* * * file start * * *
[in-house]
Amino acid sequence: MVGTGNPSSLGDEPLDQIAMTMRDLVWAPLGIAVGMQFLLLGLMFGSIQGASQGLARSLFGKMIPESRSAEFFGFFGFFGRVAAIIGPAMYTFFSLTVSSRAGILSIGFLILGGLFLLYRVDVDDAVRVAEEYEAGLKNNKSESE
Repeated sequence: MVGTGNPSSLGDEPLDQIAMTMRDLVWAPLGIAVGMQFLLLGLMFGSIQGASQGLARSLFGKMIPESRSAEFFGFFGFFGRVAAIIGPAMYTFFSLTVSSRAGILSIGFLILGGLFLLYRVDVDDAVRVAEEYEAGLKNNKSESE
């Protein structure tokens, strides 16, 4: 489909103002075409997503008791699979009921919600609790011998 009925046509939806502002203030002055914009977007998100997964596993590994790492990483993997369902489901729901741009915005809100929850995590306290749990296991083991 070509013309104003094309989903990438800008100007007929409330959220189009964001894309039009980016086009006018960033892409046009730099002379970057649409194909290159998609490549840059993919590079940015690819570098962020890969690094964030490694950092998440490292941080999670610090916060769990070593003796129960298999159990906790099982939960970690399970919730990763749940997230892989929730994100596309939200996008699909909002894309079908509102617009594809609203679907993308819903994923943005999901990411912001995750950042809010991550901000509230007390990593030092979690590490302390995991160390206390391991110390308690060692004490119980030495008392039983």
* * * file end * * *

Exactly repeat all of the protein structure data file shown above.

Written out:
[in-house]
Amino acid sequence: MVGTGNPSSLGDEPLDQIAMTMRDLVWAPLGIAVGMQFLLLGLMFGSIQGASQGLARSLFGKMIPESRSAEFFGFFGFFGRVAAIIGPAMYTFFSLTVSSRAGILSIGFLILGGLFLLYRVDVDDAVRVAEEYEAGLKNNKSESE
Repeated sequence: MVGTGNPSSLGDEPLDQIAMTMRDLVWAPLGIAVGMQFLLLGLMFGSIQGASQGLARSLFGKMIPESRSAEFFGFFGFFGRVAAIIGPAMYTFFSLTVSSRAGILSIGFLILGGLFLLYRVDVDDAVRVAEEYEAGLKNNKSESE
């Protein structure tokens, strides 16, 4: 489909103002075409997503008791699979009921919600609790011998 009925046509939806502002203030002055914009977007998100997964596993590994790492990483993997369902489901729901741009915005809100929850995590306290749990296991083991 070509013309104003094309989903990438800008100007007929409330959220189009964001894309039009980016086009006018960033892409046009730099002379970057649409194909290159998609490549840059993919590079940015690819570098962020890969690094964030490694950092998440490292941080999670610090916060769990070593003796129960298999159990906790099982939960970690399970919730990763749940997230892989929730994100596309939200996008699909909002894309079908509102617009594809609203679907993308819903994923943005999901990411912001995750950042809010991550901000509230007390990593030092979690590490302390995991160390206390391991110390308690060692004490119980030495008392039983």